Executive Secretary of the Narcotics Control Board, Yaw Akrasi Sarpong, has described Ghanaian politicians as “cowards” for their failure to come clean on the issue of decriminalisation of cannabis, popularly known as Wee.
He said Ghanaian politicians are afraid to clearly state their position on the calls for the decriminalisation or legalisation of the substance, which has recently sparked a debate in the country.
“Virtually all our politicians are cowards! Issues like this, they’re afraid to talk about it because of votes; because of the way they will be called,” he argued on TV3’s current affairs programme, Hot Issues that will be broadcasted on Saturday at 4:00pm.
Mr Akrasi Sarpong and a number of people, including former UN Secretary General Kofi Annan and the Head of Ghana’s Drug Law Enforcement Unit David Selom Hukportie, are advocating for the decriminalisation or legalisation of the tropical drug.
They argue decriminalising or legalising the drug in the country would help in the fight against the drug, particularly its abuse.
Mr Annan in an article last February urged countries to decriminalised marijuana as a way to combat the menace of drug abuse and illegal trafficking, arguing that “Drugs are dangerous, but current narcotics policies are an even bigger threat because punishment is given a greater priority than health and human rights.”
Mr Akrasi Sarpong on the other hand, in 2014 proposed the decriminalisation of marijuana in Ghana considering that the drug is widely used in the country despite it being banned.
For him, ‘virtual legalisation’ was already in force in Ghana as the drug could be found in cosmetics and hair products used by women, and also smoked openly by many Ghanaians, including respected professionals.
But Ghana’s Chief Psychiatrist, Dr Akwasi Osei does not see the arguments by the two convincing enough for the country to decriminalise or legalise the drug, saying “we cannot say that we have got to the point where we can throw our hands up and say we’ve lost the battle, therefore, let’s legalise. We have not”.
Dr Osei said the discussion on legalisation of marijuana ought to be contextualised, noting that countries in the Western world that have legalised the drug did so because they lost the war on it.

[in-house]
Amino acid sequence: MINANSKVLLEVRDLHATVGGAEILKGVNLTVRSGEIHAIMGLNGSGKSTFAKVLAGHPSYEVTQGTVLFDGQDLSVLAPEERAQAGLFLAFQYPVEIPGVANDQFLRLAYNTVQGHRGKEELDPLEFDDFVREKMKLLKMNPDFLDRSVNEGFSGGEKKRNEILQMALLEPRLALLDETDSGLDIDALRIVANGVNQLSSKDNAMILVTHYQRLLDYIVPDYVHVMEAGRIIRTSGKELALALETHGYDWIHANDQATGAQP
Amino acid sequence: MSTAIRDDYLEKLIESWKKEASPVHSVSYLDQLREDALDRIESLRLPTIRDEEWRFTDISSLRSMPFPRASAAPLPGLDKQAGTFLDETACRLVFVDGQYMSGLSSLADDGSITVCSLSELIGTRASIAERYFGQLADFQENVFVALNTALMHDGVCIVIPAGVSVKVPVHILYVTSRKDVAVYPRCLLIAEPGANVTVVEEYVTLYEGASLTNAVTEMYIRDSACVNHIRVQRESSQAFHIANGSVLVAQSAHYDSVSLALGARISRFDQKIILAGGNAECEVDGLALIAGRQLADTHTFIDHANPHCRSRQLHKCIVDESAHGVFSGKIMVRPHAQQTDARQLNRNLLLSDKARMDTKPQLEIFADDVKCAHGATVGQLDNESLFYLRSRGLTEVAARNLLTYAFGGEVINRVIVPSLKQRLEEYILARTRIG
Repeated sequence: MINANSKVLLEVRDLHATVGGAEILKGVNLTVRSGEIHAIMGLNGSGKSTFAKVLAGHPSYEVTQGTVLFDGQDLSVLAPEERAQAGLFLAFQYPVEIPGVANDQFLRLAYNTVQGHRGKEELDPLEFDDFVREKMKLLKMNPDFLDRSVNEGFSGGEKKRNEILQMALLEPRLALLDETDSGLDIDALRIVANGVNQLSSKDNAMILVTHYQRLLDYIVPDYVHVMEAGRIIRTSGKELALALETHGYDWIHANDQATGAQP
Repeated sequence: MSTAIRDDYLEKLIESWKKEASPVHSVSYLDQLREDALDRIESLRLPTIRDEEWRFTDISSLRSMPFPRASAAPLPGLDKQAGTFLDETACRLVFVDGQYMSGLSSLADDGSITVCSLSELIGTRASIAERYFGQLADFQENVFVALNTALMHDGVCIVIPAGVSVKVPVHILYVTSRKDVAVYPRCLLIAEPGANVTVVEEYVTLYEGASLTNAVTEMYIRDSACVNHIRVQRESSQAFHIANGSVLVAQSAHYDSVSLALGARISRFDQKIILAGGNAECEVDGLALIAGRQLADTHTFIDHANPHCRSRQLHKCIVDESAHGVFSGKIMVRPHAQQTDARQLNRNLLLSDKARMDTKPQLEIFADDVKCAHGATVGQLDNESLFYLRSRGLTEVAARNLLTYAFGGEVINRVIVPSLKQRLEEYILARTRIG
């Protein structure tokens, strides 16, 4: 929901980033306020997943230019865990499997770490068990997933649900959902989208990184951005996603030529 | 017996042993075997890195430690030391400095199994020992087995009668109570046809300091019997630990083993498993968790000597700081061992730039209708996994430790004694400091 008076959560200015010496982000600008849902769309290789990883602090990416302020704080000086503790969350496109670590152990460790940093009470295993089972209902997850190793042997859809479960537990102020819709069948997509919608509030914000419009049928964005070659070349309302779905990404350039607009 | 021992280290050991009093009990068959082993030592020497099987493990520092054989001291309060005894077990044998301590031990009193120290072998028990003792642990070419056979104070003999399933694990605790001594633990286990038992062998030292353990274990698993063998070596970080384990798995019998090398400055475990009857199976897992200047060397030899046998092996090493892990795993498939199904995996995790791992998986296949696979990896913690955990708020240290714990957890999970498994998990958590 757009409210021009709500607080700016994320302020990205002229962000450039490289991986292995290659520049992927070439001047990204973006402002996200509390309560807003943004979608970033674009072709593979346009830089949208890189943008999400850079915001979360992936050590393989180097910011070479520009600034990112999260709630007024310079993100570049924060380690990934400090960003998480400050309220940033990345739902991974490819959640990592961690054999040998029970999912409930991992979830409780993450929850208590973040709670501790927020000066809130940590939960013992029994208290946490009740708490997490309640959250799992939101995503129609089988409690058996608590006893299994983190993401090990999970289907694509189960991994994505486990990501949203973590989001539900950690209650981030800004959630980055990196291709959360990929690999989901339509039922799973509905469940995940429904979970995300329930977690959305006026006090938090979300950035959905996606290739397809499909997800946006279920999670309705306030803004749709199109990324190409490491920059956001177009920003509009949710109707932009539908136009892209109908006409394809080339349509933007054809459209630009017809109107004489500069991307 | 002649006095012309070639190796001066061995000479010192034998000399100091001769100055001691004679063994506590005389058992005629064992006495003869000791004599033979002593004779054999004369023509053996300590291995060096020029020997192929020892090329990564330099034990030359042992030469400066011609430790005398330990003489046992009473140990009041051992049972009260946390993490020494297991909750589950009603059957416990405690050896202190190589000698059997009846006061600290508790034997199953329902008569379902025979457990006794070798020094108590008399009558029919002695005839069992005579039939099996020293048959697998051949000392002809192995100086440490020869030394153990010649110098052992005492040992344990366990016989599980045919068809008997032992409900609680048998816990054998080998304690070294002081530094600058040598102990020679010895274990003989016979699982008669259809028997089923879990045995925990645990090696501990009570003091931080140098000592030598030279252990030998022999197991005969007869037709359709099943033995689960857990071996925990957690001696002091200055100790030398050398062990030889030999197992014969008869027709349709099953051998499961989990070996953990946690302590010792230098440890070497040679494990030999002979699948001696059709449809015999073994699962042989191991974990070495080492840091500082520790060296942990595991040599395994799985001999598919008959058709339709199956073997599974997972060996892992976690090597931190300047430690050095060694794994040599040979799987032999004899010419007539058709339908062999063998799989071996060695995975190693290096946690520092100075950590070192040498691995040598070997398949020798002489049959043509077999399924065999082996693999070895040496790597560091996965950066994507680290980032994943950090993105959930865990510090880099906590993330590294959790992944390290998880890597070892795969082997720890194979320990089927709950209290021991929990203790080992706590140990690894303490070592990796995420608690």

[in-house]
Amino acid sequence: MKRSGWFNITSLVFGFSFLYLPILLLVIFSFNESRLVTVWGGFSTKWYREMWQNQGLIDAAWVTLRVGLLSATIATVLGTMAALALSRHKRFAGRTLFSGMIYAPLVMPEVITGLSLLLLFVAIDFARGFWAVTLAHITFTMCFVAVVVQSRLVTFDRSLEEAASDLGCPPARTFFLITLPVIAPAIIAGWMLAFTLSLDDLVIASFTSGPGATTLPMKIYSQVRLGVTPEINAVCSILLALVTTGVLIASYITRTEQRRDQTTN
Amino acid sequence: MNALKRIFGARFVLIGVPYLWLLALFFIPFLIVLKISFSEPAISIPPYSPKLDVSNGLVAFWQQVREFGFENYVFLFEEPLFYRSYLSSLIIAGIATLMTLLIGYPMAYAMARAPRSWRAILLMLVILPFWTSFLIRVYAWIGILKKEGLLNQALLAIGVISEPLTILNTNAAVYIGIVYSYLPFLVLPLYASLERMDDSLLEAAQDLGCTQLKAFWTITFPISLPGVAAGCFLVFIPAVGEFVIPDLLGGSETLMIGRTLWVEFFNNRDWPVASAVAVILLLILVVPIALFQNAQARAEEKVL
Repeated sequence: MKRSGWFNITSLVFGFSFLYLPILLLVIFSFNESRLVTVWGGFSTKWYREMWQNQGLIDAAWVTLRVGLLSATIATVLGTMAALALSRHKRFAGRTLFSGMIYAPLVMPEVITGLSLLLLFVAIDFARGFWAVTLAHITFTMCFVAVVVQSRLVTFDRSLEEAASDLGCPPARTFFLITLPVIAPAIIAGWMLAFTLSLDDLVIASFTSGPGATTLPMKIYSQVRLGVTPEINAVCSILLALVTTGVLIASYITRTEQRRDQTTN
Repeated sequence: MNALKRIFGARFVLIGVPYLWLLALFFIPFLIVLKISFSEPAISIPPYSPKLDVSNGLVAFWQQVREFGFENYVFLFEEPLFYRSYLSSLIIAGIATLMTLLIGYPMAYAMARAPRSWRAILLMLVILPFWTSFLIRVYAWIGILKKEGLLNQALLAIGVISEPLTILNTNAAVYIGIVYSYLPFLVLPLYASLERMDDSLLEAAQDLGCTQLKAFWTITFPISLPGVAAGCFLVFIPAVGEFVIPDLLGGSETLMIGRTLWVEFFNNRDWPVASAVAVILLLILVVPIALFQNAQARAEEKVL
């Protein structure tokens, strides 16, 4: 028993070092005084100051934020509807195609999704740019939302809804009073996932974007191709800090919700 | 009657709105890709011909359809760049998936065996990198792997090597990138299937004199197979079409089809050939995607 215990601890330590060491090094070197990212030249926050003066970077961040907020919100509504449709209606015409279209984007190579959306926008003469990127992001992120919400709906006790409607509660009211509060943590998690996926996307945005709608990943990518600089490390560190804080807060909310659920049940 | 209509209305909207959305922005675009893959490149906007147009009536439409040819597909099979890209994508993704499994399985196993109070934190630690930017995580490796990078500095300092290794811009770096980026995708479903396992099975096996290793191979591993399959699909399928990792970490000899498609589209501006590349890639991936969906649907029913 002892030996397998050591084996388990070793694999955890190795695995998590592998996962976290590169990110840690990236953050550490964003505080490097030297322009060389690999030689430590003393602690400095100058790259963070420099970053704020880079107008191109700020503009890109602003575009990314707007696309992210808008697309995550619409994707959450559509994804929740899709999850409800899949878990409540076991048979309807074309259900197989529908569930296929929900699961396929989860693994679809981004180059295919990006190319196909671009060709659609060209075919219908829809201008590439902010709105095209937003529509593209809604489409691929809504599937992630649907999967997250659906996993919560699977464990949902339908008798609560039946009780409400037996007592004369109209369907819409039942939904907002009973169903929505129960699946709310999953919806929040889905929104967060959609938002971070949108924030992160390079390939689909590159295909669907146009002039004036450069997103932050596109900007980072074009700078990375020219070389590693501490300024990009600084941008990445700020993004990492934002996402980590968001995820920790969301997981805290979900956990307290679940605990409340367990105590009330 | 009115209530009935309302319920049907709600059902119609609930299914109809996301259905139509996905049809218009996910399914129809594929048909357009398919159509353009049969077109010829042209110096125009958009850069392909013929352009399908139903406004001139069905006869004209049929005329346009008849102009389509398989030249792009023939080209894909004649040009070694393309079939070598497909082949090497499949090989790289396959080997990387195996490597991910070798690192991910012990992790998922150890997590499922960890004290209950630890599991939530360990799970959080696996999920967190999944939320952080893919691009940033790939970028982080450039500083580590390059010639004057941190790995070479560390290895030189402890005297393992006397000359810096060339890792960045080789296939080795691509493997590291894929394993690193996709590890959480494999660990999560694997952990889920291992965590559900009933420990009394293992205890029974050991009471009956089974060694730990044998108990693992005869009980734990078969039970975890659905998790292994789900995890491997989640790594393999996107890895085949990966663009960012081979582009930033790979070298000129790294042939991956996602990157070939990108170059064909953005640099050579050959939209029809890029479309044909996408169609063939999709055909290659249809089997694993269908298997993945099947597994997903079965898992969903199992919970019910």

However, in the latest yet-to-be televise episode of Hot Issues, Mr Akrasi Sarpong chastised Ghanaian politicians, particularly parliamentarians for their silence on the raging debate.
“I haven’t seen a single Member of Parliament who has put up a single bill board [stating] drugs trafficking and cultivation is bad, but in every constituency, the MPs know it, in every town in every constituency, there are Wee pushers. People are smoking wee,” he stated.
He added, “If I know an MP smokes, I will try to engage the MP…and say that you should be helping this debate or I know he has smoked before, help this debate. But you know they don’t wanna talk about it.
He said more surprising to him is that fact that Ghanaians have seen a politician arrested for drugs before, yet these politicians have remained silence on the debate.
“Lets talk the issues because in this country, we have seen a politician of a ruling party arrested for drug before…And then when somebody is arrested, another MP stands on a radio station to accused another political party that oh at the last election, that person gave a bicycle or something.
“All that it means is that, people know people involved in drugs whose money one way or the other, helps in somebody’s campaign. Now that’s very dangerous and we need to look at it critically and approach it well because I think that those who have that type of money, it is illicit that we don’t need to allow them to make,” he said.
By Stephen Kwabena Effah|3news.com|Ghana